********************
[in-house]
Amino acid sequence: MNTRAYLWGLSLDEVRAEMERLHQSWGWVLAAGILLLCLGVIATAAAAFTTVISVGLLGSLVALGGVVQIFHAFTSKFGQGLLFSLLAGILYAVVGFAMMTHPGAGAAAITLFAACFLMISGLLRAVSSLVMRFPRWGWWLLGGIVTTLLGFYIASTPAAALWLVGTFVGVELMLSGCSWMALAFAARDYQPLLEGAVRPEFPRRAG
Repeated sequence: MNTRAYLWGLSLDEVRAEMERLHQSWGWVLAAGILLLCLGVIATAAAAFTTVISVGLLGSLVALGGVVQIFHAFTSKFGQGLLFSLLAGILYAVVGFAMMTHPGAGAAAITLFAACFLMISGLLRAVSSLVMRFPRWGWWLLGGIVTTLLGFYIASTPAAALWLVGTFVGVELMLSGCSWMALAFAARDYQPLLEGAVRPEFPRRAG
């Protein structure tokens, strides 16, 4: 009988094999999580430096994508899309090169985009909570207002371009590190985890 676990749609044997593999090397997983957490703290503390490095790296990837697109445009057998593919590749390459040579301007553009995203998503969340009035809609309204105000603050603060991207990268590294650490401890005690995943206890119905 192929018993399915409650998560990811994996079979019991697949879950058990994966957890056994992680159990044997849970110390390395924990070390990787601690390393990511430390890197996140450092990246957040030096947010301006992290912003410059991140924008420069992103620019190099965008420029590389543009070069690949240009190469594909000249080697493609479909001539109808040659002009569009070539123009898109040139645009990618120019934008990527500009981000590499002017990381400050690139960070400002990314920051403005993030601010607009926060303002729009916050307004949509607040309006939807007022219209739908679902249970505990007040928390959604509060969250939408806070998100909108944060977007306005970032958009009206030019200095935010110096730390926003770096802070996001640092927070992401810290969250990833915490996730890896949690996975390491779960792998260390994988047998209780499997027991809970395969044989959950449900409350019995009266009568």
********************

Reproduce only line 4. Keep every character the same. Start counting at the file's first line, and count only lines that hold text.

């Protein structure tokens, strides 16, 4: 009988094999999580430096994508899309090169985009909570207002371009590190985890 676990749609044997593999090397997983957490703290503390490095790296990837697109445009057998593919590749390459040579301007553009995203998503969340009035809609309204105000603050603060991207990268590294650490401890005690995943206890119905 192929018993399915409650998560990811994996079979019991697949879950058990994966957890056994992680159990044997849970110390390395924990070390990787601690390393990511430390890197996140450092990246957040030096947010301006992290912003410059991140924008420069992103620019190099965008420029590389543009070069690949240009190469594909000249080697493609479909001539109808040659002009569009070539123009898109040139645009990618120019934008990527500009981000590499002017990381400050690139960070400002990314920051403005993030601010607009926060303002729009916050307004949509607040309006939807007022219209739908679902249970505990007040928390959604509060969250939408806070998100909108944060977007306005970032958009009206030019200095935010110096730390926003770096802070996001640092927070992401810290969250990833915490996730890896949690996975390491779960792998260390994988047998209780499997027991809970395969044989959950449900409350019995009266009568």